restricted access Tender Consciousness: Sentimental Sensibility in the Emerging Artist—Sterne, Yeats, Joyce, and Proust (review)
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Tender Consciousness: Sentimental Sensibility in the Emerging Artist—Sterne, Yeats, Joyce, and Proust by Laura Jane RessNew York: Peter Lang, 2002. 285 pp. $58.95.

Laura Jane Ress argues in this important study that such key practitioners of modernist variants of the Künstlerroman as W. B. Yeats, James Joyce, and Marcel Proust all stand as the heirs to the eighteenth-century culture of sensibility. Ress discusses here the intellectual tradition of what Laurence Sterne termed "sentimental sensibility," the capability of transforming, through the intellect and the imagination, memories of emotional reactions to sensory experiences into the raw materials of art (19). Although many scholars before her have noted the modernists' debts to the formal innovations of Tristram Shandy,1 Ress sees Sterne's masterwork as crystallizing the eighteenth-century aesthetic sensibility that would later be as crucial for early twentieth-century writers. In Yeats's memoir Reveries over Childhood and Youth, as well as in both Joyce's A Portrait of the Artist as a Young Man and Proust's famous "Overture" and "Combray" sections of Swann's Way,2 Ress sees a development of three crucial traits [End Page 610] stemming from Sterne which characterize his sentimental treatment of budding artistic sensibility: a sensitivity to sensorial perceptions that trigger memory and spur the imagination; an attention to the profundities of what appears to be trivia to show the importance of subjective perception; and a search for the self made possible through an encounter with language's possibilities.

Ress begins her study by tracing the roots of the eighteenth-century culture of sensibility in Great Britain. In this first survey chapter, she shows the underpinnings of the sentimental tradition, which originate in a philosophical interest in the mind's capacity for sympathy and virtue spearheaded during the reign of the Stuarts by the Cambridge Platonists, and also in John Locke's interest in the psychology of the senses and in the cultivation of tastes through education.3 By then discussing the treatment of the sentiments by such eminent Hanoverians as Anthony Shaftesbury, Francis Hutcheson, David Hume, and Adam Smith, Ress shows how interest in sharpening the human capacity for imaginative empathy through introspection and the cultivation of the sentiments developed.

Much of this intellectual genealogy is not new to Ress: Janet M. Todd and G. J. Barker-Benfield, among others, have accomplished exhaustive overviews of this philosophical sentimental tradition before her,4 so the practicality of the chapter exists mostly in orienting her readers through the tangled thicket of the tradition. Yet Ress has real difficulty here providing her readers with clear markers to find their way, and she ties one thinker to another haphazardly, sometimes proceeding chronologically but at other times thematically. Her decision to add another extended discussion of the intellectual tradition surrounding the study of melancholia (beginning with Aristotle) further snarls things in this chapter. Adding to the confusion is the fact that Ress's prose here does not seem as smooth as it is elsewhere, producing such sentences as "[w]ords' ideolectic use makes Locke fret" (14).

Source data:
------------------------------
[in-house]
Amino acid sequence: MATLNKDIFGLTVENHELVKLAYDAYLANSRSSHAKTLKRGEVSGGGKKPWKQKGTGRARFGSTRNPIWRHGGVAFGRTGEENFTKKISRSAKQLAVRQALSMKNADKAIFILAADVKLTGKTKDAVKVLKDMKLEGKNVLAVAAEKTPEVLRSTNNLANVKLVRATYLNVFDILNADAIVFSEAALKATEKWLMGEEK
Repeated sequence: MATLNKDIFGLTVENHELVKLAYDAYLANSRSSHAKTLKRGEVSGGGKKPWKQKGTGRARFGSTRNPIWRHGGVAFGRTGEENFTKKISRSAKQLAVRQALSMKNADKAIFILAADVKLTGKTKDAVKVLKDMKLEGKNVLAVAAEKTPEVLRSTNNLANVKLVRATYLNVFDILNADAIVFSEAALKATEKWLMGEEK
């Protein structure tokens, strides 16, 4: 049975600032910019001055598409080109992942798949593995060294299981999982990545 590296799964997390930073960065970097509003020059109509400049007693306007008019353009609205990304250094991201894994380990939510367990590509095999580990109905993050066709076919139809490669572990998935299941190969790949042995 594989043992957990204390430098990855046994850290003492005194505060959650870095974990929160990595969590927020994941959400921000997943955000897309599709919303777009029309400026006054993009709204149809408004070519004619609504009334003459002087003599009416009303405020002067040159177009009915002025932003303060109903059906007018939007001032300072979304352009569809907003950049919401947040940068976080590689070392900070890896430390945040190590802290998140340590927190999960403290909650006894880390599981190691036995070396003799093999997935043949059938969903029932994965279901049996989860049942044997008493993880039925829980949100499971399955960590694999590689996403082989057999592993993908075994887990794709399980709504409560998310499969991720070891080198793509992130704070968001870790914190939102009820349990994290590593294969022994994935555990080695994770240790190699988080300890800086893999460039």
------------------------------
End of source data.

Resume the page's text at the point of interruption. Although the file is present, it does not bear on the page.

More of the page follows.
Happily, when Ress moves away from her philosophical survey in ensuing chapters, her writing becomes much more assured. Her second, an analysis of how Tristram Shandy stands as the type for modernist narratives of aesthetic development, occupies the heart of her argument, and it is here that Ress establishes herself as a strong and sensitive literary critic, approaching Sterne's novel not simply as an exercise in formal brilliance but rather as a subtle and extended exploration of creative sensibility. She points out how the novel's famous digressions into what appears to be trivia actually demonstrate the influence of the sentimental philosophical tradition and also how the narrative's treatment of Shandy's authorial consciousness anticipates "the internalized flow of interior monologue that we find in modern novels" (3). Moreover, she shows how the wedding of the narrator's [End Page 611] intellect to his cognizance of his, and his family members', emotional reactions demonstrates the production of the Enlightenment sense of the sentimental—here not simply an outpouring of unchecked feeling but the rational retrospection of such emotion in moments of...